Frieze New York 2012
MOVING IN AND
New Yorkers only cross water for visual culture if the water is an ocean. The East River throws us for a huge loop. If we started going to Queens and the Bronx for visual culture, many of our rent, space and crowding problems would be over indefinitely. MoMA and the Whitney might have huge Tate Modern-style retrofitted warehouses. Great numbers of galleries would be able to open and survive. The Frieze Art Fair New York, May 4-7, 2012, located in a gigantic 280,000 square-foot white tent on Randall's Island, could help make all that happen.
My Thursday-afternoon drive up the FDR to Frieze only took 20 minutes. I found a parking place in five seconds. I got out of my car, looked around, breathed and felt good. Surrounded by water and decrepit evidence of industries gone by, the grass, trees and huge superhighway supported on gigantic concrete pillars made it feel like a whole other fantastic world: a cross between New York, Venice and the moon. That it took an art fair to get me here -- an art fair taking place less than two months after we had a dozen others in New York -- only intensified my feelings. You could smell the sea.
Making my way into the immense white tent that houses the fair, I was shocked. The spaces are wide-open, well lit, generously proportioned, accommodating, sensual. Ceilings soar; a gentle curve in the tent stops vertigo. "How could an art fair feel good?" I wondered. The two-piered New York Armory Show has become drudgy, crowded, comfortably numb. By now I simply assumed that a big art fair in New York wasn't possible. Then I understood what made this art fair completely different than our own: Oxford!
The founders of this fair are Frieze magazine's English executive publishers, Amanda Sharp and Matthew Slotover. In New York and America, we're great at making things big and democratic, and bigger is better -- the largest fair, the most galleries, turnover, largest crowds, two piers. That is why the Armory Show is more like a gloomy zoo, giant but visually dreary, shoddy-feeling and unpleasant. Worse, because it's democratic about which galleries may participate, the quality level is low.
By contrast, the Frieze Fair mirrors the fact that the art business is not democratic but is based on a semblance of talent and ability, a quasi-meritocracy. The fair exudes a tribal feeling. This may strike some as elitist or about who-you-know, but it's actually a good thing, because the Frieze fair is a much better reflection of the serious-gallery landscape than the Armory Show is. An American group starting a fair would find it uncomfortable to screen galleries. The English, by contrast, view it as a responsibility. That process has the added benefit of taking a place that has often become strictly a trading floor and returning it, somewhat, to being a powwow, one where information, not just money, changes hands.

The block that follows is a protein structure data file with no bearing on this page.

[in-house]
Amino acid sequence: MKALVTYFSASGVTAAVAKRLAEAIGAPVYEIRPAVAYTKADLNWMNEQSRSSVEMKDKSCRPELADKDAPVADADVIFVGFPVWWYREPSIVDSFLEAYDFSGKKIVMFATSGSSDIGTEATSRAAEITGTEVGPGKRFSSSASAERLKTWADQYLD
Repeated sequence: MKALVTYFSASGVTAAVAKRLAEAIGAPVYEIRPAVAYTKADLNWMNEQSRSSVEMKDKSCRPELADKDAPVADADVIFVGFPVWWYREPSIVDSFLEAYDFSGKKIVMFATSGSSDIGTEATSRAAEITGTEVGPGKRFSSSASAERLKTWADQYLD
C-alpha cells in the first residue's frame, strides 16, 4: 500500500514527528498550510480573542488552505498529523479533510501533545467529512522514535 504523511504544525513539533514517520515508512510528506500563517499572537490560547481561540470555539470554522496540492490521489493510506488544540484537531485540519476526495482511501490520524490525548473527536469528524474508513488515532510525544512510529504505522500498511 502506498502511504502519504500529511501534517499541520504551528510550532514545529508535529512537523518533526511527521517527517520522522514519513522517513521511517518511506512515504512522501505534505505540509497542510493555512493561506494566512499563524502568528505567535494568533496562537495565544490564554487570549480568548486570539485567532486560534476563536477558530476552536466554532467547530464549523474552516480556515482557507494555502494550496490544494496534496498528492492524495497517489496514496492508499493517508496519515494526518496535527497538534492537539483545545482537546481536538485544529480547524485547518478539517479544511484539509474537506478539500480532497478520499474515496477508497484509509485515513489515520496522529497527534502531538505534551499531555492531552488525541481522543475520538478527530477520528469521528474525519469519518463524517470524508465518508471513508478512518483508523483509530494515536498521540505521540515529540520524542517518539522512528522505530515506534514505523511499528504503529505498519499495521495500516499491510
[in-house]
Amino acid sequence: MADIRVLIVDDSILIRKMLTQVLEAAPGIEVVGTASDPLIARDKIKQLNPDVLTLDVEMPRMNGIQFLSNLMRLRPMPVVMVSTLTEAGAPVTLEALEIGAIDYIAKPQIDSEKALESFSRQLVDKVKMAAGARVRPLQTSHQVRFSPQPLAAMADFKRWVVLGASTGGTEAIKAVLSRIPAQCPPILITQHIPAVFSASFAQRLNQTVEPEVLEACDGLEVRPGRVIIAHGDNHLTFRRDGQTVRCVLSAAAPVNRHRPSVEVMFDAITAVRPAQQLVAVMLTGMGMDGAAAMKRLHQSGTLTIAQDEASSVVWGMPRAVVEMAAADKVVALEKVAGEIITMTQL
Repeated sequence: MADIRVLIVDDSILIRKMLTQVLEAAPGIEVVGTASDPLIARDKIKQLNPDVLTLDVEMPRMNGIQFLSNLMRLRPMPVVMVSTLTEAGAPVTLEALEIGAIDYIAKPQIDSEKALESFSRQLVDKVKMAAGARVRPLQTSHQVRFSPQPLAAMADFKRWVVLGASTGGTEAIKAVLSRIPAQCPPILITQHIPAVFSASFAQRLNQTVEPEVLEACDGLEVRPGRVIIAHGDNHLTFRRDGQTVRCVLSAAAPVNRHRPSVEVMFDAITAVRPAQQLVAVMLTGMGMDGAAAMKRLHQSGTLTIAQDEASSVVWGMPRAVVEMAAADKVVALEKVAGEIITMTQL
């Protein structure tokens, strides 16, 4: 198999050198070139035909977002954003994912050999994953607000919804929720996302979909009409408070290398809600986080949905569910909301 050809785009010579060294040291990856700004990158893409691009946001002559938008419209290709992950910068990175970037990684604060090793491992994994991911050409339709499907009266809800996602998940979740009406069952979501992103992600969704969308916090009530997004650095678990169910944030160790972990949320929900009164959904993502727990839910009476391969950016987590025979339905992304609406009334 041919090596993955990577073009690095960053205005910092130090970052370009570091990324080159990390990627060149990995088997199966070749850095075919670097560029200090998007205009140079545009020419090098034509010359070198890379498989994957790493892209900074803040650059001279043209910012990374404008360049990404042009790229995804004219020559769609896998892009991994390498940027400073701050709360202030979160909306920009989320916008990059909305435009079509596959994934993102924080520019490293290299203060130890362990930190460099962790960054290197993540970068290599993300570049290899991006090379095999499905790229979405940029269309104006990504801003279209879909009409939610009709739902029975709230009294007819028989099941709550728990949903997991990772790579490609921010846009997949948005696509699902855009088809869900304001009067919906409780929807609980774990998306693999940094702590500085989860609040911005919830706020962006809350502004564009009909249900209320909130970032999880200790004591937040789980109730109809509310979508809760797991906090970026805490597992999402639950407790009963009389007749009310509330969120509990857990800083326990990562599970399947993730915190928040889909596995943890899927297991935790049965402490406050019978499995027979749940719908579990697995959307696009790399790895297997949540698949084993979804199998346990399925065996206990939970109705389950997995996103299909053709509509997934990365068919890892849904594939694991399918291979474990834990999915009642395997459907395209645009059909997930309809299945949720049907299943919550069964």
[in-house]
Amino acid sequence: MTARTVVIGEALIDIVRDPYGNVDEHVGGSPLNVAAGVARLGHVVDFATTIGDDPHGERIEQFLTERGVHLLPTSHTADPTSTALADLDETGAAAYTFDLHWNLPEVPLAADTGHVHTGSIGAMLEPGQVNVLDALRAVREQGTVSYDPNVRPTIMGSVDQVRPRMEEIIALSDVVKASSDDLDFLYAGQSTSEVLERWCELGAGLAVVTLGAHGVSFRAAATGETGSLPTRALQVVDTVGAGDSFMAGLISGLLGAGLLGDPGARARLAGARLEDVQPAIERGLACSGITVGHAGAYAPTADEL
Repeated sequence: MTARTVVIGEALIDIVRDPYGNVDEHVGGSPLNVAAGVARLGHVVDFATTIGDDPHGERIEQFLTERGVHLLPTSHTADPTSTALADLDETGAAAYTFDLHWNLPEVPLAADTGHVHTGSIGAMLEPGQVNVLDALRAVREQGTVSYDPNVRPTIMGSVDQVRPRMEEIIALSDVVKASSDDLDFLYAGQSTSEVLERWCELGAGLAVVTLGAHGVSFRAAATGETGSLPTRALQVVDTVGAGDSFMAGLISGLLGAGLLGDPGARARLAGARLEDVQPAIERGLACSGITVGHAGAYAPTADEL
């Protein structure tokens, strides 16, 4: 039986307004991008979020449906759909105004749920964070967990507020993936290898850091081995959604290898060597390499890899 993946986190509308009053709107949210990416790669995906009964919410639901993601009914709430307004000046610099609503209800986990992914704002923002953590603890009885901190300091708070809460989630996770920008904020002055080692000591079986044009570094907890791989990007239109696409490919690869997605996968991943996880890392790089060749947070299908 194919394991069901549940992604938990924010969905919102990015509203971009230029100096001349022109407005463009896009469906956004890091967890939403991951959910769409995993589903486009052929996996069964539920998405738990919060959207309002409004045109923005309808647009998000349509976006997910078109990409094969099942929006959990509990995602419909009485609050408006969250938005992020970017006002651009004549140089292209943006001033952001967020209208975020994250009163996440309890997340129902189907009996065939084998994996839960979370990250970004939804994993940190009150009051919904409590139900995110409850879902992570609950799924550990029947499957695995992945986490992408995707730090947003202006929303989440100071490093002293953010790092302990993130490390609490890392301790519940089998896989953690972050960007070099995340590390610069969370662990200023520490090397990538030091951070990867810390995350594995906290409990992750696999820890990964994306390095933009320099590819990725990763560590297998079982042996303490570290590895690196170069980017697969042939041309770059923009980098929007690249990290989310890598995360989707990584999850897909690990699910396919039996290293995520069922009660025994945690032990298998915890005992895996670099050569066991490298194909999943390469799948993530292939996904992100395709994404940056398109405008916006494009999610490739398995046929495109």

The physical plant is amazing, too: I loved the outdoor sculpture program curated by Cecilia Alemani, the food and the wonderful feeling of taking a vacation from New York. In its debut, Frieze has already surpassed every other large local art fair. Which is remarkable. Of course, I saw a lot of art that looks slick or too professional, or that looks too much like too much other art. And let's not go overboard; no fair will ever be an ideal place to look at art. These events are always going to be enervating, alienating and annoying to people like me.
I spent six whole hours at the fair (a long time given that I usually hate these things so much), and good art jumped out. I liked a series of new silver paintings by Rudolf Stingel modeled after Persian carpets; David Zwirner's all-minimalism masterpiece booth; a tightly rendered new painting by Karel Funk of a man's head that looks like a diving bell; Ellen Altfest's teeny-brush-stroked strange still life including a man's hairy ankle; and Sterling Ruby's two huge ceramic atomic ashtrays.
Best of all, at Rirkrit Tiravanija's contribution in Gavin Brown's booth, I watched Brown and actor Mark Ruffalo cook up and serve free sausage to all onlookers. The spirit of giving was beautiful. A handout said the work was "in tribute to and in memory of Dieter Roth and David Weiss and all the other great absurdist sausage artists." The feeling could not have been more sincere or the gesture more collectively appreciated.
If the Frieze Art Fair catches on, I imagine at least two great things happening. First, we will once again have a huge art fair in town that isn't too annoying to go to. More importantly, Frieze may finally show New Yorkers that we can cross our own waters for visual culture. That would change everything.
Frieze New York, May 4-7, 2012, Randall's Island, Manhattan, N.Y.
JERRY SALTZ is art critic for New York magazine, where this essay first appeared. He can be reached at firstname.lastname@example.org.